He said that work is nearly complete on approximately $103 million in infrastructure work. Work is ongoing on a pre-cast 1,600-vehicle underground parking garage as well as work on the 18-story hotel tower. Degliomini noted that steel had already been erected and that the tower now stands seven stories high. When completed, the 18-story tower will be the highest structure in Orange, Sullivan and Ulster counties, he noted.
Degliomini said earlier this month that there were about 400 construction workers at the site. However, he expects that the workforce will grow to approximately 1,000 at peak for the casino project and the development could reach between 1,300 to 1,500 workers once work on the water park gets underway.
The project timeline calls for the casino/hotel to be operational by March 2018 with the golf course slated to open several months thereafter. The Entertainment Village will open six months after golfers first hit the tees at the golf course and the adjoining water park is expected to open for its first patrons in March 2019.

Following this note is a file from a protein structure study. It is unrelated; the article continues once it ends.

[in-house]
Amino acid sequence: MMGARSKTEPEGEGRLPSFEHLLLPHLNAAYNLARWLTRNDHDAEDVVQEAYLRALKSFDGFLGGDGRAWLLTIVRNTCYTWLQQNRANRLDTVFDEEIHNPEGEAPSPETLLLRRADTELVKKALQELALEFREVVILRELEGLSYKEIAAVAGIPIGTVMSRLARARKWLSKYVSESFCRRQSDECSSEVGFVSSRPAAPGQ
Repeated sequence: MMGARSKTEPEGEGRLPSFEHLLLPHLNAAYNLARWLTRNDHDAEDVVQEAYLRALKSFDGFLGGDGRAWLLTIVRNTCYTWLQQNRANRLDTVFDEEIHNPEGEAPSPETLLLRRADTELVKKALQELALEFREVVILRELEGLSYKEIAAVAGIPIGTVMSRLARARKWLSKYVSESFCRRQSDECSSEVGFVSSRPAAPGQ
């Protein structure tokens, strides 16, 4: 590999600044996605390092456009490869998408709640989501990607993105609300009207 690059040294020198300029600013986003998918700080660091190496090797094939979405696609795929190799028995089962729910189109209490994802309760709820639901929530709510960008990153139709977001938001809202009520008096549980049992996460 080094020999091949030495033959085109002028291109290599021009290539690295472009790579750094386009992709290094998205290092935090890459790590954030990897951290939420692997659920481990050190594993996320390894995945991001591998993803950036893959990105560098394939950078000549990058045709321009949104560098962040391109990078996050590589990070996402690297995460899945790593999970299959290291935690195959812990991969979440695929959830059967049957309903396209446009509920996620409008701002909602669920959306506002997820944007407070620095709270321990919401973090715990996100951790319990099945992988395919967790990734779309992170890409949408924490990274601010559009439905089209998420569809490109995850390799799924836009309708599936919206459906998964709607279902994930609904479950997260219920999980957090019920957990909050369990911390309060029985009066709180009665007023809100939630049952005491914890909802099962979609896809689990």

When asked whether the proposed Legoland theme park in Goshen would be an issue to the Montreign resort, Degliomini in fact said the development could likely bring more business to the casino resort located about 35 miles north of the planned Orange County amusement park.
“We like the fact that they (Legoland) will create 1 million new visitations to the region,” he said. “We think that is a positive… It is not a competitor to our business.” He added that if the Legoland park is developed, some families will perhaps instead of just limiting their vacation to a day or two at Legoland, will extend their trip to spend time at the Montreign casino resort and water park.